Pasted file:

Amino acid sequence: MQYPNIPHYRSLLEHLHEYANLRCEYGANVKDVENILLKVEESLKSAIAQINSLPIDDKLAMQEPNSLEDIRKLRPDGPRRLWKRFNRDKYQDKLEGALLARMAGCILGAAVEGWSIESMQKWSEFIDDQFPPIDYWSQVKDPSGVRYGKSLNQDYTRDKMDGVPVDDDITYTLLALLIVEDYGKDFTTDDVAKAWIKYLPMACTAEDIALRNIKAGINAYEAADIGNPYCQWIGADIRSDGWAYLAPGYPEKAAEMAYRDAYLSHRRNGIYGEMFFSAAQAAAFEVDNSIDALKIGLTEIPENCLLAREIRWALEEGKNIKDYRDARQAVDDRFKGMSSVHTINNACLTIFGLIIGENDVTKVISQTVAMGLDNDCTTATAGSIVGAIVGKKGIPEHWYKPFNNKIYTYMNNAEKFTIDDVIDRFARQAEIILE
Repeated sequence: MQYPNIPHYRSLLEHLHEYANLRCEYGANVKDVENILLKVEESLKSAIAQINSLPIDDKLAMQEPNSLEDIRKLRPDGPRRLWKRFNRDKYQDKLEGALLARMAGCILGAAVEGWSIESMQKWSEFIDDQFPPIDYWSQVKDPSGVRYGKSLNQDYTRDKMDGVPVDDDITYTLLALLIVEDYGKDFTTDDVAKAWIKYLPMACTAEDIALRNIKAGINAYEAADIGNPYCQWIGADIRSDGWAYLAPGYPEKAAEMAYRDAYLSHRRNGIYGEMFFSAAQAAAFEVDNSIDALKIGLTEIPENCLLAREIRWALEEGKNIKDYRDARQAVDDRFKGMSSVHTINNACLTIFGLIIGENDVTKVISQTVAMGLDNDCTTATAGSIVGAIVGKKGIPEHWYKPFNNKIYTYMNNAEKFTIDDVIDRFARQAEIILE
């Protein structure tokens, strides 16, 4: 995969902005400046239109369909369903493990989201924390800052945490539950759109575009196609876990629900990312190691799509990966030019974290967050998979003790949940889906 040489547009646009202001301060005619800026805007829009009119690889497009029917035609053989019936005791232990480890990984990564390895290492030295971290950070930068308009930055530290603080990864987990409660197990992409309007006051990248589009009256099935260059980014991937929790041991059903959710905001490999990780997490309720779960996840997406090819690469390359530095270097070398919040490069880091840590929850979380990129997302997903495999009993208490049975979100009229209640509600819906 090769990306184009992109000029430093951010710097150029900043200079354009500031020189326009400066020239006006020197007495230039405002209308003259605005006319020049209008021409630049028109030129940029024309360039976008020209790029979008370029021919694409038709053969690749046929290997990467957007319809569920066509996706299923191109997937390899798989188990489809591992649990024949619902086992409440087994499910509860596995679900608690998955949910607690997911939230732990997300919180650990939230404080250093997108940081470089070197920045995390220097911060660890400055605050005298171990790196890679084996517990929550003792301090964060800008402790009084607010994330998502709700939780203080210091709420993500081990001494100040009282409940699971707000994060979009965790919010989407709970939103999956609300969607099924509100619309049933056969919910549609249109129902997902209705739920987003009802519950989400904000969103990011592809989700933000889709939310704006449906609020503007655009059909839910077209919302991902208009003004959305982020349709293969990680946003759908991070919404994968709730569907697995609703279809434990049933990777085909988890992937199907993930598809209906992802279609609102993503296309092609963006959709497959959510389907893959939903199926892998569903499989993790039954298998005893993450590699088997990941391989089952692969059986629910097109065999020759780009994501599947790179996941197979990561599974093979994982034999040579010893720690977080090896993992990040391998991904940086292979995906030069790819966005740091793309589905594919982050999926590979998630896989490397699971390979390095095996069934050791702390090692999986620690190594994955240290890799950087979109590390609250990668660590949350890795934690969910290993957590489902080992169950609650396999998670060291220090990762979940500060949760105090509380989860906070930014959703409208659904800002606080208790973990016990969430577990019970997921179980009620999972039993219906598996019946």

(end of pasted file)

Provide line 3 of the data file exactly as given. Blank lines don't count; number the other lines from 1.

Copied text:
């Protein structure tokens, strides 16, 4: 995969902005400046239109369909369903493990989201924390800052945490539950759109575009196609876990629900990312190691799509990966030019974290967050998979003790949940889906 040489547009646009202001301060005619800026805007829009009119690889497009029917035609053989019936005791232990480890990984990564390895290492030295971290950070930068308009930055530290603080990864987990409660197990992409309007006051990248589009009256099935260059980014991937929790041991059903959710905001490999990780997490309720779960996840997406090819690469390359530095270097070398919040490069880091840590929850979380990129997302997903495999009993208490049975979100009229209640509600819906 090769990306184009992109000029430093951010710097150029900043200079354009500031020189326009400066020239006006020197007495230039405002209308003259605005006319020049209008021409630049028109030129940029024309360039976008020209790029979008370029021919694409038709053969690749046929290997990467957007319809569920066509996706299923191109997937390899798989188990489809591992649990024949619902086992409440087994499910509860596995679900608690998955949910607690997911939230732990997300919180650990939230404080250093997108940081470089070197920045995390220097911060660890400055605050005298171990790196890679084996517990929550003792301090964060800008402790009084607010994330998502709700939780203080210091709420993500081990001494100040009282409940699971707000994060979009965790919010989407709970939103999956609300969607099924509100619309049933056969919910549609249109129902997902209705739920987003009802519950989400904000969103990011592809989700933000889709939310704006449906609020503007655009059909839910077209919302991902208009003004959305982020349709293969990680946003759908991070919404994968709730569907697995609703279809434990049933990777085909988890992937199907993930598809209906992802279609609102993503296309092609963006959709497959959510389907893959939903199926892998569903499989993790039954298998005893993450590699088997990941391989089952692969059986629910097109065999020759780009994501599947790179996941197979990561599974093979994982034999040579010893720690977080090896993992990040391998991904940086292979995906030069790819966005740091793309589905594919982050999926590979998630896989490397699971390979390095095996069934050791702390090692999986620690190594994955240290890799950087979109590390609250990668660590949350890795934690969910290993957590489902080992169950609650396999998670060291220090990762979940500060949760105090509380989860906070930014959703409208659904800002606080208790973990016990969430577990019970997921179980009620999972039993219906598996019946």